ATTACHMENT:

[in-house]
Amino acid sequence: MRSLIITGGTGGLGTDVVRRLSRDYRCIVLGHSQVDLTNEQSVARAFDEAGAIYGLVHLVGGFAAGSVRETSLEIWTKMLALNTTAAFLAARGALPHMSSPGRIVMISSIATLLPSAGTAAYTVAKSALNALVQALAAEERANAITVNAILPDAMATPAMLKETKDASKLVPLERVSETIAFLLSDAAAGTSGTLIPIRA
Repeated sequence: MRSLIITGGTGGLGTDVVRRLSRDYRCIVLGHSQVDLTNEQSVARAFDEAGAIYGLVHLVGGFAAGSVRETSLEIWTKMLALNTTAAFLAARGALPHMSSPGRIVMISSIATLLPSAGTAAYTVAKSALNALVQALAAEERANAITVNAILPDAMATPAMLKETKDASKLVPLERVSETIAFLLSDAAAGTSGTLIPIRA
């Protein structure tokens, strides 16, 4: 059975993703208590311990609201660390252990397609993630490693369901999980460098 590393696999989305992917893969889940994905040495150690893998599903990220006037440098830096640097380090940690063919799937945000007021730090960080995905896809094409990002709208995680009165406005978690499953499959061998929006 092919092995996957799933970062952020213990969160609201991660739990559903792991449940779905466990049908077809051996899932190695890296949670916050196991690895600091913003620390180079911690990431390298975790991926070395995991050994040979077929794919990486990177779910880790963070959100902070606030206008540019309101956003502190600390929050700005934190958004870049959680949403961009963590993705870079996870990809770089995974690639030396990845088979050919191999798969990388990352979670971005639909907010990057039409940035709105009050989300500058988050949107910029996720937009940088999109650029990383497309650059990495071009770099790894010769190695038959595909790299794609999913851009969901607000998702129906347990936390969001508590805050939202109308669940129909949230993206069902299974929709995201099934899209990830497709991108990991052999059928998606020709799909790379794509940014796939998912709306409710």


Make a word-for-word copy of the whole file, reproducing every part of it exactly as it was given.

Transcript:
[in-house]
Amino acid sequence: MRSLIITGGTGGLGTDVVRRLSRDYRCIVLGHSQVDLTNEQSVARAFDEAGAIYGLVHLVGGFAAGSVRETSLEIWTKMLALNTTAAFLAARGALPHMSSPGRIVMISSIATLLPSAGTAAYTVAKSALNALVQALAAEERANAITVNAILPDAMATPAMLKETKDASKLVPLERVSETIAFLLSDAAAGTSGTLIPIRA
Repeated sequence: MRSLIITGGTGGLGTDVVRRLSRDYRCIVLGHSQVDLTNEQSVARAFDEAGAIYGLVHLVGGFAAGSVRETSLEIWTKMLALNTTAAFLAARGALPHMSSPGRIVMISSIATLLPSAGTAAYTVAKSALNALVQALAAEERANAITVNAILPDAMATPAMLKETKDASKLVPLERVSETIAFLLSDAAAGTSGTLIPIRA
């Protein structure tokens, strides 16, 4: 059975993703208590311990609201660390252990397609993630490693369901999980460098 590393696999989305992917893969889940994905040495150690893998599903990220006037440098830096640097380090940690063919799937945000007021730090960080995905896809094409990002709208995680009165406005978690499953499959061998929006 092919092995996957799933970062952020213990969160609201991660739990559903792991449940779905466990049908077809051996899932190695890296949670916050196991690895600091913003620390180079911690990431390298975790991926070395995991050994040979077929794919990486990177779910880790963070959100902070606030206008540019309101956003502190600390929050700005934190958004870049959680949403961009963590993705870079996870990809770089995974690639030396990845088979050919191999798969990388990352979670971005639909907010990057039409940035709105009050989300500058988050949107910029996720937009940088999109650029990383497309650059990495071009770099790894010769190695038959595909790299794609999913851009969901607000998702129906347990936390969001508590805050939202109308669940129909949230993206069902299974929709995201099934899209990830497709991108990991052999059928998606020709799909790379794509940014796939998912709306409710």